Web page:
What’s in a persona. Rowan looks at the masks musicians like to wear.
The persona is key to the performing arts; it allows the artist to escape the confines of their own personality and become someone else (or at least an exaggerated form of themselves). Similarly the audience’s knowledge that the within the performance the characters are not representations of the artists themselves, but creations, allows the audience to enjoy the piece as one of fiction.
Are the pussy riot arrests just one in a continuing chain of political reprisals aimed at musicians?
The continued incarceration of members of the Russian punk band Pussy Riot begins to raise questions of reason and motive. The band members Nadezhda Tolokonnikova and Maria Alyokhin were arrested in February following a flash gig in Moscow’s Christ the Saviour cathedral, where they sang Punk Prayer: a song containing the lyrics that appealed to the Virgin Mary, asking her to “chase Putin out”. The five minute performance ended with the band’s eviction from the building. Within a fortnight the two had been arrested, and they’ve been held without the possibility of bail since.
a recent entry into classic.fm’s hall of fame has made us question what charts actually show us.
Each year Classic FM opens up a poll to the public to decide the most popular piece of classical music. For the first time, this year a piece from a game’s score managed to get into the chart, Final Fantasy’s VII’s Aerith’s Theme. It didn’t simply scrape in at around the #300 point, it managed to get all the way to #16. Now Final Fantasy VII was released back in 1997, a year after Classic FM began its Hall of Fame chart, so how is it that in 15 years this piece is only now making an entry, and one so high too?
a response to Tim Jonze’s criticism of Newsnight’s Odd future feature.
Newsnight ran a feature earlier this week that suggested L.A. Hip Hop band Odd Future were puerile and – for all their anti-capitalist and counter-culture talk – a deeply commercial band that financially exploits its fans. Tim Jonzeresponded to this feature in The Guardian’s G2 supplement. He claimed that the report revealed Stephen Smith, the Newsnight journalist behind the feature, “exposed his deep fear of the band” by using an aloof and mocking tone to describe them.
Jonze’s response ignores the fact that Odd Future come across as vacuous and mainstream, far from the image their fans would portray, but Smith’s feature glossed over the shift fact that Odd Future recognise that making money in the music industry isn’t about the music anymore.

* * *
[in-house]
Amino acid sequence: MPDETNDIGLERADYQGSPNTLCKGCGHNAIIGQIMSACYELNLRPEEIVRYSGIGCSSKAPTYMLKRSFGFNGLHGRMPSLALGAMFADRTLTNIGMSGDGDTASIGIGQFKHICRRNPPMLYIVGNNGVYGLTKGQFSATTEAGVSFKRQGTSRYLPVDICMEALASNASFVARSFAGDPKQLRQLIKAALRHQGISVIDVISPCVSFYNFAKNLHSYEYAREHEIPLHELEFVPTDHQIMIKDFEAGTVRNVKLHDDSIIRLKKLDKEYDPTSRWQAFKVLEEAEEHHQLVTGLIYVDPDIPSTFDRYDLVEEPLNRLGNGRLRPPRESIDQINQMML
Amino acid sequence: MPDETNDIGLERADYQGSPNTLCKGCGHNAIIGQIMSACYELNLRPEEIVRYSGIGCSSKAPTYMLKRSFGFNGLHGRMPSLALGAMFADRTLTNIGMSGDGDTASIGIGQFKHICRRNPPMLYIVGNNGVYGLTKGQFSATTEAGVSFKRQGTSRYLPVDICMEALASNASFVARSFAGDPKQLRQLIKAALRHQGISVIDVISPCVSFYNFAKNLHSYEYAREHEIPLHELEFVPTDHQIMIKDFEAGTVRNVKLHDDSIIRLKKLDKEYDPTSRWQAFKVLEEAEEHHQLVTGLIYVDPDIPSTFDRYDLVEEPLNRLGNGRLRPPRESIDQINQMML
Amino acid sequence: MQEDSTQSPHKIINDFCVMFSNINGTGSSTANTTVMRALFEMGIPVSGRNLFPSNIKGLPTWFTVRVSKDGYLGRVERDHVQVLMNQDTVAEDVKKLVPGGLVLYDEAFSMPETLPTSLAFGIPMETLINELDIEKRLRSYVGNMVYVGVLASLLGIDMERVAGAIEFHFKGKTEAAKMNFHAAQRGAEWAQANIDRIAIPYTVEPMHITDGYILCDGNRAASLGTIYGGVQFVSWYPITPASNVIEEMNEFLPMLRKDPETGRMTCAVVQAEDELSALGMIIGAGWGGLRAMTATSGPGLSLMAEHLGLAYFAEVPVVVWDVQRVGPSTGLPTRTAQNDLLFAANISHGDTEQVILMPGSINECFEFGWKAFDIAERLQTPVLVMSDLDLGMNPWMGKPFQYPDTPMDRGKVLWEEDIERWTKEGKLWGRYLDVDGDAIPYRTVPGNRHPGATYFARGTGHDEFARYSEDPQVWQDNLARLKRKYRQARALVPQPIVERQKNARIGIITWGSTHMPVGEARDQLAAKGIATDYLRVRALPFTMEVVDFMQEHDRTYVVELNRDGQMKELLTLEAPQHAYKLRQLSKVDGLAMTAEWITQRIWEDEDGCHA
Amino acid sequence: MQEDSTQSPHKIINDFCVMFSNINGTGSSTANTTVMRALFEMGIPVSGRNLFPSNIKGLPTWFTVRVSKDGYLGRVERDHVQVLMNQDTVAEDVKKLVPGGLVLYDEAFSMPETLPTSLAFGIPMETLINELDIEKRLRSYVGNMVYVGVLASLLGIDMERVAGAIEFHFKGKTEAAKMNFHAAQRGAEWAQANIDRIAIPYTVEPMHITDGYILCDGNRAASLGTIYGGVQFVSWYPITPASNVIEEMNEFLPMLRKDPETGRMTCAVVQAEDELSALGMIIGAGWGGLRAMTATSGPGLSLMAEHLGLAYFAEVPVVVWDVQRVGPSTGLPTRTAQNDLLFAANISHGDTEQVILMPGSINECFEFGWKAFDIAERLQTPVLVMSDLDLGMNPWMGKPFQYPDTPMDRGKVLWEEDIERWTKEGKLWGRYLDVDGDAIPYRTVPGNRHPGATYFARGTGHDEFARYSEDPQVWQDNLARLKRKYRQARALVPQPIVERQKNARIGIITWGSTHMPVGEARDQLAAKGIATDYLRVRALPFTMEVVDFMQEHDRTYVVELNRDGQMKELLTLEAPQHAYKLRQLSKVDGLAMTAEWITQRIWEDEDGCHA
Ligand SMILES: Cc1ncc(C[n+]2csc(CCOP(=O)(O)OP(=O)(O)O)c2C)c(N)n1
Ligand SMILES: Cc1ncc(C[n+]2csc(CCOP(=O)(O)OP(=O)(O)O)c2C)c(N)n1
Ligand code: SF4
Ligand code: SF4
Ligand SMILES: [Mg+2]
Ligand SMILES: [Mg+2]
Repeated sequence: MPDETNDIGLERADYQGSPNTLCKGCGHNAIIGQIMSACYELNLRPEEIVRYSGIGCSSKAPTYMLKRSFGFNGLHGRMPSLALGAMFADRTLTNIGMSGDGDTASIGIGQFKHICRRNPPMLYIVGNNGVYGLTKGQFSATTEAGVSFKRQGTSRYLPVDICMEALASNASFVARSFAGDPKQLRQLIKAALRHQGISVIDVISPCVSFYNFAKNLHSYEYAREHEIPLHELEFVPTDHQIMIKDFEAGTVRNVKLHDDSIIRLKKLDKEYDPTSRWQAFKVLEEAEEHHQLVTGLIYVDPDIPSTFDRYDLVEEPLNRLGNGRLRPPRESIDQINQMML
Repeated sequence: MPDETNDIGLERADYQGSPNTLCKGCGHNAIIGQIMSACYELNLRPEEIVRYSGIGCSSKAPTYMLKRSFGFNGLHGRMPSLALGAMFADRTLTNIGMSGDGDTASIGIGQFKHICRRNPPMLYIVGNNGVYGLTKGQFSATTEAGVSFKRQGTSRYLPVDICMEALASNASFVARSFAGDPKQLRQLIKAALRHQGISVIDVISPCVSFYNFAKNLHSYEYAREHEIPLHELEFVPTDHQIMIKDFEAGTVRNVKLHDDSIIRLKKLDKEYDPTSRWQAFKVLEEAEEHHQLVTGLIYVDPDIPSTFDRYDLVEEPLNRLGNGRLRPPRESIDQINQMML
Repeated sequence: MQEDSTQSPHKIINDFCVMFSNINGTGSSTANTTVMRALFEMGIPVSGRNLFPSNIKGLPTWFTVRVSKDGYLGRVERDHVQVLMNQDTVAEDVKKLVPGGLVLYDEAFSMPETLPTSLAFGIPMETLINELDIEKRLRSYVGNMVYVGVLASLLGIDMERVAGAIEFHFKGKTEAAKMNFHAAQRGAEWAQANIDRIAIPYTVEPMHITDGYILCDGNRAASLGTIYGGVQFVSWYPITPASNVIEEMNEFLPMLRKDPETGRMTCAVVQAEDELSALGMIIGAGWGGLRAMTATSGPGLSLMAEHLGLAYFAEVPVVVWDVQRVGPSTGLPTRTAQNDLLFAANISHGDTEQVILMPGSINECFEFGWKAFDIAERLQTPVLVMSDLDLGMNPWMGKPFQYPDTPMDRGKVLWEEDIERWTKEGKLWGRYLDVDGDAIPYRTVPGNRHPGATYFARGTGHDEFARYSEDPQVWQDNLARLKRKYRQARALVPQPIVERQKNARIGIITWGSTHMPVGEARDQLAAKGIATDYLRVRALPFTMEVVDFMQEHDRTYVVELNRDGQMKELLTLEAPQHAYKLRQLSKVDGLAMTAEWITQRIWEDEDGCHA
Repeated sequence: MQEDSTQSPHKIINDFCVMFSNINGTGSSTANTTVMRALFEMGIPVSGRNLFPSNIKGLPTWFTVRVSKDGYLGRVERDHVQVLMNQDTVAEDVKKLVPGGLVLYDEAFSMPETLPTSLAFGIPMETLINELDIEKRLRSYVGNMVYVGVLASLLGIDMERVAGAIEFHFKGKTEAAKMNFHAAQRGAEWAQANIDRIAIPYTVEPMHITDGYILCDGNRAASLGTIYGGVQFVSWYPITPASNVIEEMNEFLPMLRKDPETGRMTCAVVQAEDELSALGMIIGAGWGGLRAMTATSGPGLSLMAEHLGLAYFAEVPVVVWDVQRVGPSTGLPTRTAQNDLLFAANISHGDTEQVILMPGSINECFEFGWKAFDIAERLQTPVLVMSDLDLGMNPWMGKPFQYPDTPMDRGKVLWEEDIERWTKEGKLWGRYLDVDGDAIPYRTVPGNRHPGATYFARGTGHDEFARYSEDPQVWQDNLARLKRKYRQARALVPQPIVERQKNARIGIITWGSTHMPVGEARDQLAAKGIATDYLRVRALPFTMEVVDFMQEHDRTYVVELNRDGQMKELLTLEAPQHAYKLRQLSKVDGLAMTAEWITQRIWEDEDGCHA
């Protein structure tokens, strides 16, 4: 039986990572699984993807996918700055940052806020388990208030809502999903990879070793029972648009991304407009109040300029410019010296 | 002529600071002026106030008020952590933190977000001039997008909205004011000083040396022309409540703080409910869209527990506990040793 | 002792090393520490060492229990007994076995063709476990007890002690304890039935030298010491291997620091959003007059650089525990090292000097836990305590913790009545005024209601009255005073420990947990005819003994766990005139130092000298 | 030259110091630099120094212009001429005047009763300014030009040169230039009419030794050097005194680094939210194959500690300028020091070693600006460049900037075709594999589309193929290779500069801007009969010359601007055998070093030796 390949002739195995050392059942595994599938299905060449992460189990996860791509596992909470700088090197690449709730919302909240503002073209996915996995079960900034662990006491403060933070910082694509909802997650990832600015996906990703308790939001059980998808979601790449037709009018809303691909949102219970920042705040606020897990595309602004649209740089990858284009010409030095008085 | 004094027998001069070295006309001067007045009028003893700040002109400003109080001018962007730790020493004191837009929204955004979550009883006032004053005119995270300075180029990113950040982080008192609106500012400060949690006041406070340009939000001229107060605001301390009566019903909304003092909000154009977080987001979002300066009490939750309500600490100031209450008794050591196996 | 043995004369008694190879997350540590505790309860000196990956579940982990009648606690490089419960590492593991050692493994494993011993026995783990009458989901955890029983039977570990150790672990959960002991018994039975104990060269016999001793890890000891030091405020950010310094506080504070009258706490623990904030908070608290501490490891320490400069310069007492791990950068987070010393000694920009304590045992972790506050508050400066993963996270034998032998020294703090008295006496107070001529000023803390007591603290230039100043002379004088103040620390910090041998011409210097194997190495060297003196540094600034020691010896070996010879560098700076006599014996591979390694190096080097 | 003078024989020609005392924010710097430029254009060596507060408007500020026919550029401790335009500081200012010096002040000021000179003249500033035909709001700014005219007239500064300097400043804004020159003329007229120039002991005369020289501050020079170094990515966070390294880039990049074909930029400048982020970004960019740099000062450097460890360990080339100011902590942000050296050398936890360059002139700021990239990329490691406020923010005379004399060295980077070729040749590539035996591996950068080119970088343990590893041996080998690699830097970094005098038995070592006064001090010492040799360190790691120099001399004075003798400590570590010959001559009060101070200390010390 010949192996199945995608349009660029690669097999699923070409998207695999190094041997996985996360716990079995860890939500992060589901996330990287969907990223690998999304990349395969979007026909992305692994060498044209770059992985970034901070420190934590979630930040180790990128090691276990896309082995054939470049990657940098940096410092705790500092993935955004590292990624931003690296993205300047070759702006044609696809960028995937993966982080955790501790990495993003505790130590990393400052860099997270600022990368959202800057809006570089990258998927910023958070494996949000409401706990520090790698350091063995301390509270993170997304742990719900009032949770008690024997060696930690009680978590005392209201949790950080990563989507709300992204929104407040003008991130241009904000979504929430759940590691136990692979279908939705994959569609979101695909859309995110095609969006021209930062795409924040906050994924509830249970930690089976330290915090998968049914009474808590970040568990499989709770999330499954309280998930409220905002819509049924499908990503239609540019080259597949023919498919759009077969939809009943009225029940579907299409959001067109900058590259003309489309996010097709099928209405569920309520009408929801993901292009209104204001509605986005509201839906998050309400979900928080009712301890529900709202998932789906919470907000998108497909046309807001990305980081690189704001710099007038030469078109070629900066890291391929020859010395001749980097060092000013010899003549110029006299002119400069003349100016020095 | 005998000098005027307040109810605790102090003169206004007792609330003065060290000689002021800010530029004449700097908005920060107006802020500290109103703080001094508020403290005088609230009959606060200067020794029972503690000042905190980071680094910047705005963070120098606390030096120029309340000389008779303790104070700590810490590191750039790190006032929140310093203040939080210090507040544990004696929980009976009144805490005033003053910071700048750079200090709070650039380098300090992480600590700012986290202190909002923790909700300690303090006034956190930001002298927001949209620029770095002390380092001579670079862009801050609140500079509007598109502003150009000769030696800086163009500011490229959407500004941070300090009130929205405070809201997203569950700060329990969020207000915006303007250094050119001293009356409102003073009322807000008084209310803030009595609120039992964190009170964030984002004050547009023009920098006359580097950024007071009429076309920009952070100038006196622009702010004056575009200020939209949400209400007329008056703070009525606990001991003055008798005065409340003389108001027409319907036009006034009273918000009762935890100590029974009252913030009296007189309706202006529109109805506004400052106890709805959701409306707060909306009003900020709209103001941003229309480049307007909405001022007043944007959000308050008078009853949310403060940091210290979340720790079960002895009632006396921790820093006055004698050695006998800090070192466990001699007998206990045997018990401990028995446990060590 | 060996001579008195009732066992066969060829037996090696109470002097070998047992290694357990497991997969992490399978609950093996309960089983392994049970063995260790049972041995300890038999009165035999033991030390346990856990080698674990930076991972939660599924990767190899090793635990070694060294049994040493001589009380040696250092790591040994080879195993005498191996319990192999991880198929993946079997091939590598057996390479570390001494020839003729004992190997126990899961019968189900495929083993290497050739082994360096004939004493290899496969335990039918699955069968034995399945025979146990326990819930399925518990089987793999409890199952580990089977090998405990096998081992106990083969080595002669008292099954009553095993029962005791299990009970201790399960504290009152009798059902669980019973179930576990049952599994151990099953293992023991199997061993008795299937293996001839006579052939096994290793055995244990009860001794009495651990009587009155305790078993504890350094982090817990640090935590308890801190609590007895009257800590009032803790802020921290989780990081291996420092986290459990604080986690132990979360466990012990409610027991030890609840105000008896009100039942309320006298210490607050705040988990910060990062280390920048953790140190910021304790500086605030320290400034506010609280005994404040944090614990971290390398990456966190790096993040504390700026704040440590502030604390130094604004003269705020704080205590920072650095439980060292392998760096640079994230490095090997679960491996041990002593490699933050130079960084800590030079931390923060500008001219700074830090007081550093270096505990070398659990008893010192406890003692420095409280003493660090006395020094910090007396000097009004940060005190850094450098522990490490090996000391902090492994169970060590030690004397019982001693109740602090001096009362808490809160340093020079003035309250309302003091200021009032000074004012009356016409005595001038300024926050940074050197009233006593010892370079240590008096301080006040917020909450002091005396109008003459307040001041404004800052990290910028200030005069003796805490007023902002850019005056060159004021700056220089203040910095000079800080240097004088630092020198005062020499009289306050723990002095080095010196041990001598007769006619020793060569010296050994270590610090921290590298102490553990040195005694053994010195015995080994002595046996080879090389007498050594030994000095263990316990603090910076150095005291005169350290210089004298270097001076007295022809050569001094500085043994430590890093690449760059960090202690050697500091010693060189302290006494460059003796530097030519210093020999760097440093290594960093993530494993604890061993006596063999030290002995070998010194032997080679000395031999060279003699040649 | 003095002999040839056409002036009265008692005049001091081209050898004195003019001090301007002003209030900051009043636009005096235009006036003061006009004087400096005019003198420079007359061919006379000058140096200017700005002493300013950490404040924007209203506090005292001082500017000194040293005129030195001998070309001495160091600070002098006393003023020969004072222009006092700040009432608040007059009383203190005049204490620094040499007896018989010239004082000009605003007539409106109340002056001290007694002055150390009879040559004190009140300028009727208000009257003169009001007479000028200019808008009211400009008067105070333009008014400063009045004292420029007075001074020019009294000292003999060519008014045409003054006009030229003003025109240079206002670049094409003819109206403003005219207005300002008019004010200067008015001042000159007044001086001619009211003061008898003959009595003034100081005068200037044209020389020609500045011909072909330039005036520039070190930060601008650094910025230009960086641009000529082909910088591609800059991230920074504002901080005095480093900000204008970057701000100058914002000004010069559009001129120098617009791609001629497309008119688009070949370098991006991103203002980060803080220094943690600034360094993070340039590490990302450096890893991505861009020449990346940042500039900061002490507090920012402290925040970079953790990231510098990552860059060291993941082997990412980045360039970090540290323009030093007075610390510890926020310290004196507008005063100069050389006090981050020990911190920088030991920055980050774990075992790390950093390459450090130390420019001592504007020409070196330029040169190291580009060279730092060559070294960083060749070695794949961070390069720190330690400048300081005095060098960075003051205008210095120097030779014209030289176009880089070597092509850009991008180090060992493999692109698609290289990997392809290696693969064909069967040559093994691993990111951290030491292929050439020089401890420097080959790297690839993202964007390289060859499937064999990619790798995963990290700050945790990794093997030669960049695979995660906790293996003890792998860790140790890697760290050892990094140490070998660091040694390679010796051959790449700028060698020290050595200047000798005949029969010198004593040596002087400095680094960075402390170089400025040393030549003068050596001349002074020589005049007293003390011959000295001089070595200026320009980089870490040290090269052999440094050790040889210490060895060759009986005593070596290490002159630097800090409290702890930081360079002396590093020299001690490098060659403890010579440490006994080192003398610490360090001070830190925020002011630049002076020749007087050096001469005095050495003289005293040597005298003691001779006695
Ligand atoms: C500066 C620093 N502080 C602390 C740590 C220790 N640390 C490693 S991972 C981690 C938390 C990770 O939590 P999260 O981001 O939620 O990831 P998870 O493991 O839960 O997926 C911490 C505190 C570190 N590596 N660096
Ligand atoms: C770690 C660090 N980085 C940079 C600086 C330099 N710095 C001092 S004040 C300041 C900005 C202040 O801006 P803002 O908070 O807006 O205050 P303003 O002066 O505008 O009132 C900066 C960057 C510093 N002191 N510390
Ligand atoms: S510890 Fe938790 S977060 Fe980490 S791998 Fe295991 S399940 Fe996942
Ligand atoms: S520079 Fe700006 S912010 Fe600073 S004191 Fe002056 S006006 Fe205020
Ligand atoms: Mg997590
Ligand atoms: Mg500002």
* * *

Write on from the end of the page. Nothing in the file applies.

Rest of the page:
josh white explores the figures that inspired the AMerican Punk movement long before the british explosion in the 70s.
In the UK, when we think about punk, we usually think about the Sex Pistols. We think about fluorescent mohicans, clothes pins in noses and gurning and snarling aplenty. Some of us might think about Joe Strummer, or Vivienne Westwood and Malcolm McLaren, whose situationist SEX shop on King’s Road in London became, in many ways, the cultural and geographical epicentre of the British punk movement.
But across the Atlantic, they might take a rather different view.
breaking down why labels can bank on their fans using drip.fm.
Drip.fmwas conceived by those at the helm of experimental electronica label Ghostly International as a means of distributing their music to their fans, and launched early this year. The service differs from standard music stores in that you subscribe to a label’s catalogue instead of purchasing individual albums. It is currently in beta, and as such only has a select number of labels involved (watch this space..). So what is it that makes this platform such an exciting proposition?
What does the recent Afghani massacre and a Computer Science student from Sheffield have in common, and how do they relate to music? Read on to find out…
We’ve frequentlywrittenabout how large industry and government legislation has yet to have a handle on the current state of technology. There’s a growing awareness, and in time well-informed legislation will appear. Until then there is a legal pattern that we should be well aware of: extradition. Particularly as the current 2003 Extradition Treaty is lopsided and being wielded by uninformed politicians.
We’ve selected songs from the suffragette movement to both commemorate International Women’s Day and exemplify the wit in protest music.
This week saw the annual International Women’s Day. As you may have already seen, this lead to several articles looking at the most powerful women in music today, their achievements, and their reflection of our wider society and levels of equality.
Yet the use of music as a tool for women’s rights is nothing new. The suffragettes were well aware of the power and symbolism music can bring to a protest. Continue reading →